An African Union military delegation has arrived in Somalia for a three-day mission to assess security before the planned deployment of a peacekeeping force, an official said Sunday.
The eight-member team traveled to the capital, Mogadishu, a day after a top Islamic leader warned the deployment of a foreign peacekeeping force will only fuel growing insecurity in the anarchic nation.
They toured the airport, seaport and military camps and met with Ethiopian troops in the capital, said the city's mayor, Mohamoud Hassan. He said part of the mission was to see where African troops would stay.
On Saturday, Sheik Sharif Sheik Ahmed, a top leader of the Islamic movement that was ousted last month, told The Associated Press that the proposed force would "not bring peace in Somalia."
Three battalions of peacekeepers from Uganda and Nigeria are ready to be deployed in Somalia and will be airlifted in as soon as possible, a senior AU official said last week.
The Islamic movement was ousted by Somalia's government with the help of Ethiopian military forces earlier this year after having taken over much of the country's south. But as Ethiopian forces withdraw fears are mounting that Somalia could again be plunged into anarchy.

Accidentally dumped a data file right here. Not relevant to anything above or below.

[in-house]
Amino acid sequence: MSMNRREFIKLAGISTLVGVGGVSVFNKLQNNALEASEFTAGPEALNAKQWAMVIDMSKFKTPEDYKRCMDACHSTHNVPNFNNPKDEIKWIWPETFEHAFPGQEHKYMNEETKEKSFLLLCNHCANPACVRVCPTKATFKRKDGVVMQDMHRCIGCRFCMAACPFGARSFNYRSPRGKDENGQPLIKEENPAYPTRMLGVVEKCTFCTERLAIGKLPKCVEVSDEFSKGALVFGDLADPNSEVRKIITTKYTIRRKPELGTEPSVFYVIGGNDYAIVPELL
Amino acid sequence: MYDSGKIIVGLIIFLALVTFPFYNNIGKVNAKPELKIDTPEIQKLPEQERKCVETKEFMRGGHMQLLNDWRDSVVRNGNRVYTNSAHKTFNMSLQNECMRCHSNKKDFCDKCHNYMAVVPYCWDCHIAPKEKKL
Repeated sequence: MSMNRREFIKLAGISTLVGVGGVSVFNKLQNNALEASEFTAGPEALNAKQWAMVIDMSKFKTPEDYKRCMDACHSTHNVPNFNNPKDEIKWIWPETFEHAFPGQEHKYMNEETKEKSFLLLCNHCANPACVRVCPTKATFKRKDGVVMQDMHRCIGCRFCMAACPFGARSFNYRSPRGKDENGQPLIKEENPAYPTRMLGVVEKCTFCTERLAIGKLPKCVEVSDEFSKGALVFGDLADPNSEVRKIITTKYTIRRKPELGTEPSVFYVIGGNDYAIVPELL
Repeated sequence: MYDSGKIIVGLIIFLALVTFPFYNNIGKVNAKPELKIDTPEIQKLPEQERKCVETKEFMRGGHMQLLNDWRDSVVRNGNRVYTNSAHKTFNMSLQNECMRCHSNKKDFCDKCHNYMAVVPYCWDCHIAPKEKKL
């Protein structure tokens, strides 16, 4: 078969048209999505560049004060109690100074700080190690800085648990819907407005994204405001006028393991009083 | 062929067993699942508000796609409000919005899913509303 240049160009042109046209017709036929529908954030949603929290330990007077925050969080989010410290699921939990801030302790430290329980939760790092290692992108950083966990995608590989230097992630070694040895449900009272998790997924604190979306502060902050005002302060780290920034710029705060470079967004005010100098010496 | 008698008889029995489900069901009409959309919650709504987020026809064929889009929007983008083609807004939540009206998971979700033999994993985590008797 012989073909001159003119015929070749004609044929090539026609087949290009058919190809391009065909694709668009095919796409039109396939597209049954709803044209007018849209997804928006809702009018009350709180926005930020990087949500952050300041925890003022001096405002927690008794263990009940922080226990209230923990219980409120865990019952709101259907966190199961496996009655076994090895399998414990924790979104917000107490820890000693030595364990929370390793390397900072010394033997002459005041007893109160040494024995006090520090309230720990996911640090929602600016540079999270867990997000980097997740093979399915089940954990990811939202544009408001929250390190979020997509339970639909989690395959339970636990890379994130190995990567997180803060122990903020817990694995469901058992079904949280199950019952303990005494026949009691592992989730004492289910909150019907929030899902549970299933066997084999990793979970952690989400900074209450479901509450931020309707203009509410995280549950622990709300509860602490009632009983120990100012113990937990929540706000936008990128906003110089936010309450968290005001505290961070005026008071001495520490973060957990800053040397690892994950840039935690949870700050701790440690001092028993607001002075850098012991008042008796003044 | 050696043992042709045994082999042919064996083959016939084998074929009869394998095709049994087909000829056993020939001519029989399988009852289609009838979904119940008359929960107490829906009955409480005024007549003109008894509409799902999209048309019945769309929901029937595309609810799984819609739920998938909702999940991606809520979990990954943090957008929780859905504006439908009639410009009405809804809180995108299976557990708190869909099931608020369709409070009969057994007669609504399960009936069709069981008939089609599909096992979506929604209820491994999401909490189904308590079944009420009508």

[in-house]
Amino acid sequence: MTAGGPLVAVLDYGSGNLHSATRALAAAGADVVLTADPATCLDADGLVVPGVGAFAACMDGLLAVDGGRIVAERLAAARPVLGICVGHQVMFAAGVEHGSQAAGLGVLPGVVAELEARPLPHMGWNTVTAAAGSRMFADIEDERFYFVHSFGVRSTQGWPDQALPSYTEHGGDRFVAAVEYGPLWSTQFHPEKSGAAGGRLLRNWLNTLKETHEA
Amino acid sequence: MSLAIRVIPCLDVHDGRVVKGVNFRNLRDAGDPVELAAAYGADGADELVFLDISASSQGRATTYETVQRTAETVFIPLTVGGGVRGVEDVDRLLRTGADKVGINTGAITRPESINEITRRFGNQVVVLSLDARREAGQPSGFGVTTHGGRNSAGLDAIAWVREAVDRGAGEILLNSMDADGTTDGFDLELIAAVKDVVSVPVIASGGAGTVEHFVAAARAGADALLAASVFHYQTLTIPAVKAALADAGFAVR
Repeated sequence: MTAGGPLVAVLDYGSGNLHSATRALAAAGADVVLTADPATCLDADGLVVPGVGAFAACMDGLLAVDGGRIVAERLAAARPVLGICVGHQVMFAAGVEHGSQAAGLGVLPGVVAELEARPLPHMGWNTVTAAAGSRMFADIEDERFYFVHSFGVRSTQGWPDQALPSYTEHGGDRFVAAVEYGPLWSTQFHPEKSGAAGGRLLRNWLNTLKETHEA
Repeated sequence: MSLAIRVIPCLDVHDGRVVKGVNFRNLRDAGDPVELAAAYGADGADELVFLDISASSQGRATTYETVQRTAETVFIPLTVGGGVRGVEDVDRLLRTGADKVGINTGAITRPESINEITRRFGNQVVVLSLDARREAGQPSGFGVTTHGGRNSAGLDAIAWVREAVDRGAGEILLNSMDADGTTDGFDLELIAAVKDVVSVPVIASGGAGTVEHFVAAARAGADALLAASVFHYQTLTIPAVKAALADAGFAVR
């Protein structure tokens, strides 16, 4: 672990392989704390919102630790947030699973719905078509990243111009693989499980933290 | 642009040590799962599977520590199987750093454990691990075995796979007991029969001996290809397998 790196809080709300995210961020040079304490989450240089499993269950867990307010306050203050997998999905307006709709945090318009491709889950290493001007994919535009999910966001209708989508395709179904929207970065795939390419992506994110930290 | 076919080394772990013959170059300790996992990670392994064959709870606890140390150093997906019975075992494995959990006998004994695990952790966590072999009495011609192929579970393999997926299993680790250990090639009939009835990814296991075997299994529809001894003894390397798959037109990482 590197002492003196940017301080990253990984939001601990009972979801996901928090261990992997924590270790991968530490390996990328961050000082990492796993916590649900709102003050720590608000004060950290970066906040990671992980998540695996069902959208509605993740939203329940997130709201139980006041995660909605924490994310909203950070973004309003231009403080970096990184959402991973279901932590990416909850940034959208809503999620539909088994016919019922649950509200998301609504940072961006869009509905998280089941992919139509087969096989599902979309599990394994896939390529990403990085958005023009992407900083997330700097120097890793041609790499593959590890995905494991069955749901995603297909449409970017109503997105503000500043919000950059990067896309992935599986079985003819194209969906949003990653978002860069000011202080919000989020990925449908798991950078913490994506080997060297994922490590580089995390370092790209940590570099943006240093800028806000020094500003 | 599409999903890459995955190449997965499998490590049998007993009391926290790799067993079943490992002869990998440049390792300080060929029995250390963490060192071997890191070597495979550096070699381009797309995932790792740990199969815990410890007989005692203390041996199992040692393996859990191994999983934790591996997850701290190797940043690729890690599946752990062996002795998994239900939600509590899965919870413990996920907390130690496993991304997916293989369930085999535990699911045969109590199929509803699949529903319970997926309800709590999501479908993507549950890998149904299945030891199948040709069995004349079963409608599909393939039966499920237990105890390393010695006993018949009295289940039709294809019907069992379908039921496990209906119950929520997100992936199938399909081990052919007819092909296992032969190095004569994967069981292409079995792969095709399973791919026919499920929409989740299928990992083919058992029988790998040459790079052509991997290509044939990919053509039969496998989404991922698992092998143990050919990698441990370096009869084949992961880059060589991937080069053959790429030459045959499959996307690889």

Violence has been spiraling in the capital, where the Islamic movement has strong support. Sheik Ahmed, who spoke in a rare interview since fleeing Somalia and being taken into Kenyan protective custody, said support for the Islamic movement was growing because of the worsening security situation in Mogadishu, a city of 2 million people.
A senior police commander became the latest victim of the violence Saturday when he was shot dead by unknown gunmen on a public minibus.
The African Union was pressing ahead with its peacekeeping mission to Somalia despite securing only half the 8,000 troops needed at a key summit of African leaders that ended Tuesday.
The AU officials, led by a Ugandan general, also traveled to Baidoa, a provincial farming town where the government is based, and are expected to hold talks with the president and prime minister on when the peacekeeping force would arrive.
On Friday, the U.N. Security Council renewed its support for the African Union's decision to deploy peacekeepers in Somalia, stressing that such a force was needed to help restore peace and stability.
Many Somalis are deeply distrustful of a peacekeeping mission after a disastrous U.N.-led mission in the 1990s.
The country has not had a functioning government since clan-based warlords toppled dictator Mohamed Siad Barre in 1991 and then turned on one another, sinking the Horn of Africa nation of 7 million people into chaos.
The Islamic movement was credited with restoring order that the transitional government, which was set up in 2004, failed to do. But the U.S. accused it of harboring Al Qaeda suspects.